Sign up ×
Mathematics Stack Exchange is a question and answer site for people studying math at any level and professionals in related fields. It's 100% free, no registration required.

How can i prove that this function is continuous? $$ f\left( x \right) = \int\limits_0^\pi {\frac{{\sin \left( {xt} \right)}} {t} \mathrm dt} $$ Some hint? Don´t consider the zero in the endpoint of the integration zone, just take it as a limit $$ f\left( x \right) = \mathop {\lim }\limits_{\varepsilon ^ + \to 0} \int\limits_\varepsilon ^\pi {\frac{{\sin \left( {xt} \right)}} {t} \mathrm dt} $$ How can I do it? DX!

share|cite|improve this question
Is "DX!" some sort of hint? – Henning Makholm Oct 16 '11 at 17:42

1 Answer 1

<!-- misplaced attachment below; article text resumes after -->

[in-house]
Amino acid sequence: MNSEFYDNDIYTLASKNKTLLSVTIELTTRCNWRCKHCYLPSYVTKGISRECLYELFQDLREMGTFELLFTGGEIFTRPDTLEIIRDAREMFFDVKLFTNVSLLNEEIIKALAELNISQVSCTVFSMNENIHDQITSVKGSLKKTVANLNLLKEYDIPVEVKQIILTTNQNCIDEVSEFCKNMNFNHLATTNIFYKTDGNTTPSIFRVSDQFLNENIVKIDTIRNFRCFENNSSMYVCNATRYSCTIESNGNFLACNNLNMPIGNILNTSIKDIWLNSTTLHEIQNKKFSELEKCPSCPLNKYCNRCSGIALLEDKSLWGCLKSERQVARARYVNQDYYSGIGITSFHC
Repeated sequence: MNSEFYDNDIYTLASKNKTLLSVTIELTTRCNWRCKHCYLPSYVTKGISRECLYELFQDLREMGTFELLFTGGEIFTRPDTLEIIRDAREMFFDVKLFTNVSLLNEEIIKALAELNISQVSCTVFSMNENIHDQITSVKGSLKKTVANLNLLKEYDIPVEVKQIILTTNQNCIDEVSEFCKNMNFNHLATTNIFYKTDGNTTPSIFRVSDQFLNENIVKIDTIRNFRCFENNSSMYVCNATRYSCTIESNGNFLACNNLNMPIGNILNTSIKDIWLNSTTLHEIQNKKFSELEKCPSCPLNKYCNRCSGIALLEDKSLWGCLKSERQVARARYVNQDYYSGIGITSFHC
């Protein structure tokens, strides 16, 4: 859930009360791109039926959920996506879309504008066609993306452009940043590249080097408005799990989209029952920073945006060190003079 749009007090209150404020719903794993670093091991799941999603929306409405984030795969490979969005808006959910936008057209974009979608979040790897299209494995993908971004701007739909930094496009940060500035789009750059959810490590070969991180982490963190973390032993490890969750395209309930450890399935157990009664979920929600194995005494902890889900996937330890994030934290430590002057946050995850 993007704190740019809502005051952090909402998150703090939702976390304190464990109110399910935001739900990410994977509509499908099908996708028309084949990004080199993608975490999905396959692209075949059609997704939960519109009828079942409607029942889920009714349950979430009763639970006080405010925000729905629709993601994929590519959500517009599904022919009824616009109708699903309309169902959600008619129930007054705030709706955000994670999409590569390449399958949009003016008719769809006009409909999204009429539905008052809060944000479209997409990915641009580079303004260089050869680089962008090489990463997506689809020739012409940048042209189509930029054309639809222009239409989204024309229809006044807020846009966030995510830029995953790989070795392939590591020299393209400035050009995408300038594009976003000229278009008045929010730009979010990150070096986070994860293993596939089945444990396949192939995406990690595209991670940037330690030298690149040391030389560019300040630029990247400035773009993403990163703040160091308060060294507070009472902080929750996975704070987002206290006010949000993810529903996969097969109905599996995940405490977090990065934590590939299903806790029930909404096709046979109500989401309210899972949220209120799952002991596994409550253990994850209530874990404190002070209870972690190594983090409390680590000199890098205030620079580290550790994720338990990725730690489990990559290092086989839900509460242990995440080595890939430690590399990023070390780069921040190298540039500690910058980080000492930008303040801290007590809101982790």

up vote 1 down vote accepted

First of all, observe that $$ \lim_{t\to0}\frac{\sin(x\,t)}{t}=x\ , $$ so that the integral exists as a bona fide Riemann integral. Next, given $x,y\in\mathbb{R}$, $$ |f(x)-f(y)|\le\int_0^{\pi}\frac{|\sin(x\,t)-\sin(y\,t)|}{t}\,dt. $$ Now use the inequality $|\sin a-\sin b|\le\dots$ to conclude that $f$ is continuous.

share|cite|improve this answer
Thanks! I did it , it was easy D:!! – August Oct 16 '11 at 17:31

Your Answer


By posting your answer, you agree to the privacy policy and terms of service.

Not the answer you're looking for? Browse other questions tagged or ask your own question.